British Cave Drawings May Be 12,000 Years Old

The Birmingham Post (England), July 4, 2003 | Go to article overview

British Cave Drawings May Be 12,000 Years Old


Drawings thought to be the first example of Ice Age cave art to be found in Britain were revealed for the first time yesterday.

The drawings on cave walls of animals and geometric patterns at Creswell Crags, near Worksop, Nottinghamshire, are believed to be about 12,000 years old and were discovered in April this year.

Archaeologists said the location is the most northerly place on Earth where Ice Age art has been found and the discovery is one of the most important prehistoric finds in the UK.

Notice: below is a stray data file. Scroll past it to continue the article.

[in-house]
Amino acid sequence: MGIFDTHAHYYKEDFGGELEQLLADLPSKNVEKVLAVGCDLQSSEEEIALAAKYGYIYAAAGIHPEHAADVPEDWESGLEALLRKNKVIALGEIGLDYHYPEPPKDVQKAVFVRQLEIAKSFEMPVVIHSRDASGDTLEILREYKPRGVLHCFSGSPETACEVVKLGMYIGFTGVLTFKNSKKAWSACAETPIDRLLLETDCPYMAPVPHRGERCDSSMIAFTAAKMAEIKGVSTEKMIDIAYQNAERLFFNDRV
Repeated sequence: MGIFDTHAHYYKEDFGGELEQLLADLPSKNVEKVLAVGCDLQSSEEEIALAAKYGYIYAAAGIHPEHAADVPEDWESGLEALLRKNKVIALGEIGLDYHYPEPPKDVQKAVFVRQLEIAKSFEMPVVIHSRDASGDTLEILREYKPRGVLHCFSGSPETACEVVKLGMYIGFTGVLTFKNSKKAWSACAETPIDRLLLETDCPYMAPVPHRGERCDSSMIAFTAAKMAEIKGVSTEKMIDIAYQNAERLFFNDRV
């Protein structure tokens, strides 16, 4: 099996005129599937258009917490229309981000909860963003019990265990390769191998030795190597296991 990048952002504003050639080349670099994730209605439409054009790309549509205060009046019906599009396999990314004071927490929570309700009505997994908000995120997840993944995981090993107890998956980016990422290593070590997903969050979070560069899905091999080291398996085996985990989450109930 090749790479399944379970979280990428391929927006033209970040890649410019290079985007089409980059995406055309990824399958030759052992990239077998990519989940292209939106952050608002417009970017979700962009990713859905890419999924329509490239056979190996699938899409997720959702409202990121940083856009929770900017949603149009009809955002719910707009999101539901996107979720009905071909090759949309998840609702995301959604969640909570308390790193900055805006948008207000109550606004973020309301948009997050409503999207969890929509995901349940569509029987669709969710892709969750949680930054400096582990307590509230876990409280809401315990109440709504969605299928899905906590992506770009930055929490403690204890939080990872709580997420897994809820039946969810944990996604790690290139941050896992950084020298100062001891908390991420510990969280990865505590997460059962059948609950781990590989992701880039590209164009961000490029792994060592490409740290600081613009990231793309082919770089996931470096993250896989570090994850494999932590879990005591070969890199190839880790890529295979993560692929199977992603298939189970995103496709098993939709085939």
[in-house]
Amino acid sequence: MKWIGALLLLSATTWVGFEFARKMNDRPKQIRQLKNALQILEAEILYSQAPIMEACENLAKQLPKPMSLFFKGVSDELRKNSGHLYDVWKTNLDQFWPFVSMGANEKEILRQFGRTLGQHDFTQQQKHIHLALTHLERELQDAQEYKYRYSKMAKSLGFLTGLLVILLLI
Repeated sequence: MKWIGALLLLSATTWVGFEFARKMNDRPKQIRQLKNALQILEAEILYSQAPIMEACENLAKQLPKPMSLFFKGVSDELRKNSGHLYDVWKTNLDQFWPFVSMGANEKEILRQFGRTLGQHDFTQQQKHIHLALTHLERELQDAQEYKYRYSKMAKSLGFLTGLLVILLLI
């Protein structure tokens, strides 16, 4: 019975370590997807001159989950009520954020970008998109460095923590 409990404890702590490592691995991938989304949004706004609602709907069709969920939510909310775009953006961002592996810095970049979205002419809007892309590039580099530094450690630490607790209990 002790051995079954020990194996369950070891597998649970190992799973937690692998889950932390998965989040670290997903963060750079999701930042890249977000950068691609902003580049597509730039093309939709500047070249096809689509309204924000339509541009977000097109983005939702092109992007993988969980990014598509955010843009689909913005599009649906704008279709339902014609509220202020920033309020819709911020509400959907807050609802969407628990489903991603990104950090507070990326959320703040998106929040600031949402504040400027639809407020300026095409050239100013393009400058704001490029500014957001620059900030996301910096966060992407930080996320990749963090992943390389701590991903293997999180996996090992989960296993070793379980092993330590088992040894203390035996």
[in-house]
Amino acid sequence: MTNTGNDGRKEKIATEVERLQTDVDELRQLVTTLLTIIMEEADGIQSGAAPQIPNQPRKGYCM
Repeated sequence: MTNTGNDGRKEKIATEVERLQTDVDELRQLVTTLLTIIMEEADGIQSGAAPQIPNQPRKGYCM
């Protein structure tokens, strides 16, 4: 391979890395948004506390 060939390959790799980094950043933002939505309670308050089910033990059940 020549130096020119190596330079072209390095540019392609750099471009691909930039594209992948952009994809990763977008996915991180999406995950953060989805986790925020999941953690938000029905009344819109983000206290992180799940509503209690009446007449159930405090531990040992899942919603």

The images have remained unidentified on the walls of the caves for hundreds of years because they are not clearly visible and can only be identified by a trained eye under special light conditions.

The first tours of the site took place yesterday headed by the men who made the discovery, Paul Bahn, Paul Pettitt and Sergio Ripoll.

Dr Bahn, who is the country's leading Ice Age art specialist, said he and his colleagues believe the figures were engraved during the Upper Paleolithic period.

Most rock art in Britain is thought to be about 8,000 years younger and are usually engravings or motifs on rock faces and boulders in open, non-cave sites. …

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